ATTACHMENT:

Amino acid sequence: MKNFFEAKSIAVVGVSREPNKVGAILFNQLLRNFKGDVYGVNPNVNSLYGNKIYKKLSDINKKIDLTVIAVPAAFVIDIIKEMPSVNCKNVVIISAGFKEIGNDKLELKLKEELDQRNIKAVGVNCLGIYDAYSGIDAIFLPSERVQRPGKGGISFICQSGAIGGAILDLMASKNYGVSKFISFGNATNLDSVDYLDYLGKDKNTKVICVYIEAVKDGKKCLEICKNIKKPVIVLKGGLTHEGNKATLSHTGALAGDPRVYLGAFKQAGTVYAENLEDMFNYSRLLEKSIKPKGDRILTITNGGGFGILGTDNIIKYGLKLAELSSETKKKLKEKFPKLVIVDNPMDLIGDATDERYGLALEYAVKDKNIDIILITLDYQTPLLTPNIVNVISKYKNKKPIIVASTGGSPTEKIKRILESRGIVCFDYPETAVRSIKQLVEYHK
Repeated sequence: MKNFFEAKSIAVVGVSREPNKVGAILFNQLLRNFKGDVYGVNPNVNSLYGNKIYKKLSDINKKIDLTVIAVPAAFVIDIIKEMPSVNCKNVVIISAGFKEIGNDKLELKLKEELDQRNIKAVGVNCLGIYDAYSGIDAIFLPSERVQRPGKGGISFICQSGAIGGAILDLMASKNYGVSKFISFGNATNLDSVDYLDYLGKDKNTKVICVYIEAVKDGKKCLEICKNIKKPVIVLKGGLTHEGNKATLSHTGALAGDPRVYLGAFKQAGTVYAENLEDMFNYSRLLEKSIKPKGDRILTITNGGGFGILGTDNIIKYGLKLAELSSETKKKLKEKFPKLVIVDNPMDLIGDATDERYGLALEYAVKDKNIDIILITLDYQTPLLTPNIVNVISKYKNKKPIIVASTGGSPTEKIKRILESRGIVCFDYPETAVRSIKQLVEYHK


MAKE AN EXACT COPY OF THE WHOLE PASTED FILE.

Amino acid sequence: MKNFFEAKSIAVVGVSREPNKVGAILFNQLLRNFKGDVYGVNPNVNSLYGNKIYKKLSDINKKIDLTVIAVPAAFVIDIIKEMPSVNCKNVVIISAGFKEIGNDKLELKLKEELDQRNIKAVGVNCLGIYDAYSGIDAIFLPSERVQRPGKGGISFICQSGAIGGAILDLMASKNYGVSKFISFGNATNLDSVDYLDYLGKDKNTKVICVYIEAVKDGKKCLEICKNIKKPVIVLKGGLTHEGNKATLSHTGALAGDPRVYLGAFKQAGTVYAENLEDMFNYSRLLEKSIKPKGDRILTITNGGGFGILGTDNIIKYGLKLAELSSETKKKLKEKFPKLVIVDNPMDLIGDATDERYGLALEYAVKDKNIDIILITLDYQTPLLTPNIVNVISKYKNKKPIIVASTGGSPTEKIKRILESRGIVCFDYPETAVRSIKQLVEYHK
Repeated sequence: MKNFFEAKSIAVVGVSREPNKVGAILFNQLLRNFKGDVYGVNPNVNSLYGNKIYKKLSDINKKIDLTVIAVPAAFVIDIIKEMPSVNCKNVVIISAGFKEIGNDKLELKLKEELDQRNIKAVGVNCLGIYDAYSGIDAIFLPSERVQRPGKGGISFICQSGAIGGAILDLMASKNYGVSKFISFGNATNLDSVDYLDYLGKDKNTKVICVYIEAVKDGKKCLEICKNIKKPVIVLKGGLTHEGNKATLSHTGALAGDPRVYLGAFKQAGTVYAENLEDMFNYSRLLEKSIKPKGDRILTITNGGGFGILGTDNIIKYGLKLAELSSETKKKLKEKFPKLVIVDNPMDLIGDATDERYGLALEYAVKDKNIDIILITLDYQTPLLTPNIVNVISKYKNKKPIIVASTGGSPTEKIKRILESRGIVCFDYPETAVRSIKQLVEYHK